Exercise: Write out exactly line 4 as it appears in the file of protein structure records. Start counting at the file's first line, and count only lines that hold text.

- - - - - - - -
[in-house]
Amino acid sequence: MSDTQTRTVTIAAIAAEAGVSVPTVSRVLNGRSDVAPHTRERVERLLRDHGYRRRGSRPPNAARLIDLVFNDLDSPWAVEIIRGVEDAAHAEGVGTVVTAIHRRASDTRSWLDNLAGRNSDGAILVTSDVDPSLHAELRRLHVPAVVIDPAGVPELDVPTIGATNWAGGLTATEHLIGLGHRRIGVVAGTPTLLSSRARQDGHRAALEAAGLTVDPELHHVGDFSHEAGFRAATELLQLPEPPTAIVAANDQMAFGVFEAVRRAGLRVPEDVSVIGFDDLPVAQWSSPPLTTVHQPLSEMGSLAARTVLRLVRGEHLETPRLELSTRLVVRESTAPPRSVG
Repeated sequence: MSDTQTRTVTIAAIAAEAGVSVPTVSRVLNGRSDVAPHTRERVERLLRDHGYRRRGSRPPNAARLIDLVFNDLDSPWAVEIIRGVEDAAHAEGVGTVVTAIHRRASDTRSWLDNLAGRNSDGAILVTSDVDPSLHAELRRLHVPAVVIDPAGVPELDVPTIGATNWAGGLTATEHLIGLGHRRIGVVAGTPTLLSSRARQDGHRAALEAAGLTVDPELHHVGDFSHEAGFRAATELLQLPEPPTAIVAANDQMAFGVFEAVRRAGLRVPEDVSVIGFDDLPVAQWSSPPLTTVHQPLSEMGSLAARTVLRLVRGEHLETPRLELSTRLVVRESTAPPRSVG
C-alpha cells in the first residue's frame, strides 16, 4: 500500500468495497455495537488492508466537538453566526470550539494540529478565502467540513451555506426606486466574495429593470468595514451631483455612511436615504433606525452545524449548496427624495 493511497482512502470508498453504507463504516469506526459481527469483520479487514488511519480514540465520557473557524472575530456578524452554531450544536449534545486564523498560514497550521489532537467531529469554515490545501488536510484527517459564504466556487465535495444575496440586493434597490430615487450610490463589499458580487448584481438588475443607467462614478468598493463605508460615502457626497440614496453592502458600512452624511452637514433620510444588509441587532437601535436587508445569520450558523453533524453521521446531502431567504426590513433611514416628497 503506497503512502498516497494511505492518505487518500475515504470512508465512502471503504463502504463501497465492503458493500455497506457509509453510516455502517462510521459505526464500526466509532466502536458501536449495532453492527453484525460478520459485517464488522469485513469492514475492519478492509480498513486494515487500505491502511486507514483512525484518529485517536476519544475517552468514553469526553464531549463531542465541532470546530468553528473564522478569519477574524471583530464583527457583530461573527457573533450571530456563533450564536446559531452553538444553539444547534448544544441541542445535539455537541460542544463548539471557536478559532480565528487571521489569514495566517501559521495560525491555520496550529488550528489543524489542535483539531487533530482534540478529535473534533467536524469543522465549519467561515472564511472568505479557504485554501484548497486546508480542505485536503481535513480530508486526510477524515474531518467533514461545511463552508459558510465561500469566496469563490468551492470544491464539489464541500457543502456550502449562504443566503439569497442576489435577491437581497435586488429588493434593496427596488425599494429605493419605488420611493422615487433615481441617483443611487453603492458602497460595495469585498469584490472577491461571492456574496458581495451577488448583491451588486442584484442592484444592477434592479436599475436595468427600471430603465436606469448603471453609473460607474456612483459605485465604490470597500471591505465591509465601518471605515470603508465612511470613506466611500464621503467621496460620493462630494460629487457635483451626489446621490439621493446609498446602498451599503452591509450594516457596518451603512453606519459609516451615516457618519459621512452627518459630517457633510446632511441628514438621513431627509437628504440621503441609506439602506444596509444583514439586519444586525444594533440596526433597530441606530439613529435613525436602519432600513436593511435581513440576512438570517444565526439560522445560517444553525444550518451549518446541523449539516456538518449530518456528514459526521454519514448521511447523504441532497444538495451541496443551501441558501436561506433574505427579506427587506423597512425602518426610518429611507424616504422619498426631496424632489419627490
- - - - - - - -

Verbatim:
C-alpha cells in the first residue's frame, strides 16, 4: 500500500468495497455495537488492508466537538453566526470550539494540529478565502467540513451555506426606486466574495429593470468595514451631483455612511436615504433606525452545524449548496427624495 493511497482512502470508498453504507463504516469506526459481527469483520479487514488511519480514540465520557473557524472575530456578524452554531450544536449534545486564523498560514497550521489532537467531529469554515490545501488536510484527517459564504466556487465535495444575496440586493434597490430615487450610490463589499458580487448584481438588475443607467462614478468598493463605508460615502457626497440614496453592502458600512452624511452637514433620510444588509441587532437601535436587508445569520450558523453533524453521521446531502431567504426590513433611514416628497 503506497503512502498516497494511505492518505487518500475515504470512508465512502471503504463502504463501497465492503458493500455497506457509509453510516455502517462510521459505526464500526466509532466502536458501536449495532453492527453484525460478520459485517464488522469485513469492514475492519478492509480498513486494515487500505491502511486507514483512525484518529485517536476519544475517552468514553469526553464531549463531542465541532470546530468553528473564522478569519477574524471583530464583527457583530461573527457573533450571530456563533450564536446559531452553538444553539444547534448544544441541542445535539455537541460542544463548539471557536478559532480565528487571521489569514495566517501559521495560525491555520496550529488550528489543524489542535483539531487533530482534540478529535473534533467536524469543522465549519467561515472564511472568505479557504485554501484548497486546508480542505485536503481535513480530508486526510477524515474531518467533514461545511463552508459558510465561500469566496469563490468551492470544491464539489464541500457543502456550502449562504443566503439569497442576489435577491437581497435586488429588493434593496427596488425599494429605493419605488420611493422615487433615481441617483443611487453603492458602497460595495469585498469584490472577491461571492456574496458581495451577488448583491451588486442584484442592484444592477434592479436599475436595468427600471430603465436606469448603471453609473460607474456612483459605485465604490470597500471591505465591509465601518471605515470603508465612511470613506466611500464621503467621496460620493462630494460629487457635483451626489446621490439621493446609498446602498451599503452591509450594516457596518451603512453606519459609516451615516457618519459621512452627518459630517457633510446632511441628514438621513431627509437628504440621503441609506439602506444596509444583514439586519444586525444594533440596526433597530441606530439613529435613525436602519432600513436593511435581513440576512438570517444565526439560522445560517444553525444550518451549518446541523449539516456538518449530518456528514459526521454519514448521511447523504441532497444538495451541496443551501441558501436561506433574505427579506427587506423597512425602518426610518429611507424616504422619498426631496424632489419627490